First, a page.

Archive for the ‘Internal Auditing’ Category

Check out this short trailer for a series of videos coming soon.

As I run various courses to make staff competent internal auditors, I always refer them to the section in ISO 19011 that refers to the skills needed to make a success of it. So often I see delegates put forward with little thought for whether they have the relevant ‘soft’ skills.

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When you take on board the list below you can, like me, see that there are a wide range of sills required. I’ll leave to you to decide if you meet the criteria.

Auditors should possess the necessary qualities to enable them to act in accordance with the principles of auditing and should exhibit professional behaviour during the performance of audit activities, including being:

ethical (fair, truthful, sincere, honest, discreet)
open-minded (willing to consider alternative ideas or points of view)
diplomatic (tactful in dealing with people)
observant (actively observing physical surroundings and activities)
perceptive (aware of able to understand situations)
versatile (able to readily adapt to different situations)
tenacious (persistent and focused on achieving objectives)
decisive (able to reach timely conclusions based on logical reasoning and analysis)
self-reliant (able to act and function independently whilst interacting effectively with others)
responsible and ethical (even though these activities may not always be popular and may sometimes result in disagreement or confrontation)
open to improvement (willing to learn from situations and striving for better audit results)
culturally sensitive (observant and respectful off the culture of the auditee)
collaborative (effectively interacting with others, including audit team members and the auditee’s personnel)

Be interesting to see how you feel about these qualities and characteristics, but for now I’ll just leave it there for you to ponder.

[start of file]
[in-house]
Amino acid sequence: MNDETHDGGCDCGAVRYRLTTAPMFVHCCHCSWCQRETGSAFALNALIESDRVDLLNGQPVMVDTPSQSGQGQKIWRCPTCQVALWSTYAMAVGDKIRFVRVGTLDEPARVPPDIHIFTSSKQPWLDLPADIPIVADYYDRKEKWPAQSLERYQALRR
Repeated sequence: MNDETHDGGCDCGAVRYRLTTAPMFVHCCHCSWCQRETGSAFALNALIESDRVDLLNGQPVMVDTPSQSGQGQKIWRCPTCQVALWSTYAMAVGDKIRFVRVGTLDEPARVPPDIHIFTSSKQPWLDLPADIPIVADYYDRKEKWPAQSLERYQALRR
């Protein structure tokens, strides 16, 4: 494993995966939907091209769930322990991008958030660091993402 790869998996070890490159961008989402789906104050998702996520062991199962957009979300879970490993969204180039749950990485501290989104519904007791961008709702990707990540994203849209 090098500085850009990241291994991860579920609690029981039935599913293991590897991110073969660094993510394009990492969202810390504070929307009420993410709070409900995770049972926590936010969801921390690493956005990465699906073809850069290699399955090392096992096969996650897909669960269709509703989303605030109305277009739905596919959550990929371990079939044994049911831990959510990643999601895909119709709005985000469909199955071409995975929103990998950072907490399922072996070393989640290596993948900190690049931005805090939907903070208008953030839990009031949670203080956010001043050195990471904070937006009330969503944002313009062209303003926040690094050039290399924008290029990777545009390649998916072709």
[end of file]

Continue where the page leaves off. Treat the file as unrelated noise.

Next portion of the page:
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canstockphoto43475088Reviewing how certain sites are coping with the new ‘2015’ format for internal audits has occasionally flagged up some interesting issues.  Some have taken the ‘interview’ style with top management quite literally and reported them along the lines of ‘I asked/ he said’ which just doesn’t come over well when you read it back. You need to summarise the discussion in a way that allows you to report it in the usual factual way rather than it turning into a play.

Of more importance, you still need the objective evidence. You can’t be asking questions then reporting it back as ‘It was stated that etc’. So, what to look for?

Clearly a major document should be the SWOT analysis for the Context of the Organisation. I covered this in a video on a recent post. Also you would expect to see some document that has the needs and requirements of interested parties and the recent reviews and actions if necessary. When you come onto Leadership itself ask them to explain using document that already exist – objectives, policy, critical support process risk review etc.

The need for objective evidence is still their whatever the audit. More helpful tips and support as always can be found at the ISO 9001 Support Centre. Just click through.

It is a very common occurrence when I go on site to conduct my Competent Auditor session that I get asked, “Well that’s OK, but what does an audit look like and what questions should I ask?” Taking that on board, my colleague Amanda and I are putting this video out to see what reaction it gets. Would it help you, your colleagues or your clients get a clearer picture of how they should go about an audit and how to handle the responses?

It is only the trailer as the full video lasts around 12 minutes which starts with a good audit then follows with the three reasons it fails – system inadequate, disregarded or needed